[110] Ibid, 237.

[111] Ibid.

[112] Ibid, 238.

[113] John Taylor, “The New Tabernacle Dedicatory Prayer,” The Deseret News, October 20, 1875, 594.

[114] Ibid.

[115] Kenneth W. Godfrey, “150 Years of General Conference,” Ensign, February 1981, 70. The five conferences convened outside the Salt Lake Tabernacle include the April and October 1885 conferences held in Logan, the April 1886 conference held in Provo, the October 1886 conference held in Coalville, and the April 1887 conference held again in Provo.

[116] Ibid.

[117] Stephen L. Richard, in Conference Report, April 1952, 46.

[118] Ibid, 45.

[119] Ibid, 44.

[120] Eleanor Knowles, “Focal Point for Important Events,” Improvement Era, April 1967, 22.

[121] Howard W. Hunter, “The Tabernacle,” Ensign, November 1975.

[122] Arnold J. Irvine, “8 Prophets Spoke From Its Podium,” Church News, September 30, 1967, 5.

[123] Ibid.

[124] Gerry Avant, “‘Balm for Wounded Hearts’ at Memorial,” Church News, September 22, 2001, 3. 

[125] Stephen L. Richard, in Conference Report, April 1952, 46.

[126] Orson F. Whitney, The Life of Heber C. Kimball, (Salt Lake City: Bookcraft, 1945), 482.

[127] Arnold J. Irvine, “8 Prophets Spoke From Its Podium,” Church News, September 30, 1967, 5.

[128] Stephen L. Richard, in Conference Report, April 1952, 44.

[129] Eleanor Knowles, “Focal Point for Important Events,” Improvement Era, April 1967, 25.

[130] Ronald W. Walker and D. Michael Quinn, “‘Virtuous, Lovely, or of Good Report’: how the Church has Fostered the Arts,” Ensign, July 1977.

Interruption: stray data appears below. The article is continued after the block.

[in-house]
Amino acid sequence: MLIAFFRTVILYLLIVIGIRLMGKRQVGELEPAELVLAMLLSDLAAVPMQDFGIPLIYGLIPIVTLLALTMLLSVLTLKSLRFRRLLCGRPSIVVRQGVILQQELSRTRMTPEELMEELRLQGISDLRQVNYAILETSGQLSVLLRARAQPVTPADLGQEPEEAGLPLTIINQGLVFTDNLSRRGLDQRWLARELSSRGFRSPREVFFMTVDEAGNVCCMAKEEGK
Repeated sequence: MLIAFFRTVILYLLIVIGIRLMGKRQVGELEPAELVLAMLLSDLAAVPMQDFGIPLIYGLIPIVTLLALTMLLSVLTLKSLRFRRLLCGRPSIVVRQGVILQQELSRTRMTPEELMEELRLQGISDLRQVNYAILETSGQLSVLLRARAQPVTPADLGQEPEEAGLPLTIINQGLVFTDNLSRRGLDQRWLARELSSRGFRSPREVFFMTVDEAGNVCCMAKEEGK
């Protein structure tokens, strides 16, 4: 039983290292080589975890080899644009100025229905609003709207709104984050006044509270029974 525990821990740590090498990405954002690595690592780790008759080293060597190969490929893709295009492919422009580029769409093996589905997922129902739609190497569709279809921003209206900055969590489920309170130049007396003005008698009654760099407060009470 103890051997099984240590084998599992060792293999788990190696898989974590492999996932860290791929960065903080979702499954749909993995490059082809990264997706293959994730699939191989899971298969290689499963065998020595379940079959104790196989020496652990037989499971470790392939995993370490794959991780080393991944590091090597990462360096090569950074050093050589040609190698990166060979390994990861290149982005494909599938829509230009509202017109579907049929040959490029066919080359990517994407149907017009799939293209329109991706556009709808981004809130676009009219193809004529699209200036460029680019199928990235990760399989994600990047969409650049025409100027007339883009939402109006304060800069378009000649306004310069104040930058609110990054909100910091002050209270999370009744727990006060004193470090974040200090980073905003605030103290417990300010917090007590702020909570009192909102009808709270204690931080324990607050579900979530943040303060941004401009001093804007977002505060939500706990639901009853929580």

[131] Harold Lundstrom, “Voices of the Musical Great Echoed in Historic Salt Lake Tabernacle,” Church News, September 30, 1967, 6.

[132] Kate B. Carter, The Great Mormon Tabernacle (Salt Lake City: Daughters of the Utah Pioneers, 1967), 62.

[133] Eleanor Knowles, “Focal Point for Important Events,” Improvement Era, April 1967, 24.

[134] Harold Lundstrom, “Voices of the Musical Great Echoed in Historic Salt Lake Tabernacle,” Church News, September 30, 1967, 7.

[135] Utah Symphony Orchestra, “Tribute to the Tabernacle,” (Salt Lake City: Utah Symphony Orchestra, 1978).

[136] Andrew Jenson, “Williams, William Nugent,” Latter-day Saint Biographical Encyclopedia (Salt Lake City: The Andrew Jenson History Co., 1901), 1:657-658.

[137] Kate B. Carter, The Great Mormon Tabernacle (Salt Lake City: Daughters of the Utah Pioneers, 1967), 64.

[138] Henry A. Smith, “137th Conference Will Note Tabernacle’s 100th Birthday,” Church News, September 30, 1967, 3.

[139] Gordon B. Hinckley, “The Faith of the Pioneers,” Ensign, July 1984, 3.

[140] Harold Lundstrom, “Voices of the Musical Great Echoed in Historic Salt Lake Tabernacle,” Church News, September 30, 1967, 7.

[141] Richard E. Turley, Jr., “A Brief History of the Tabernacle,” www.lds.org/newsroom (accessed December 20, 2006).

[142] Stephen L. Richards, in Conference Report, April 1952, 47.

[143] Gordon B. Hinckley, “Good-bye to This Wonderful Old Tabernacle,” Ensign, November 1999.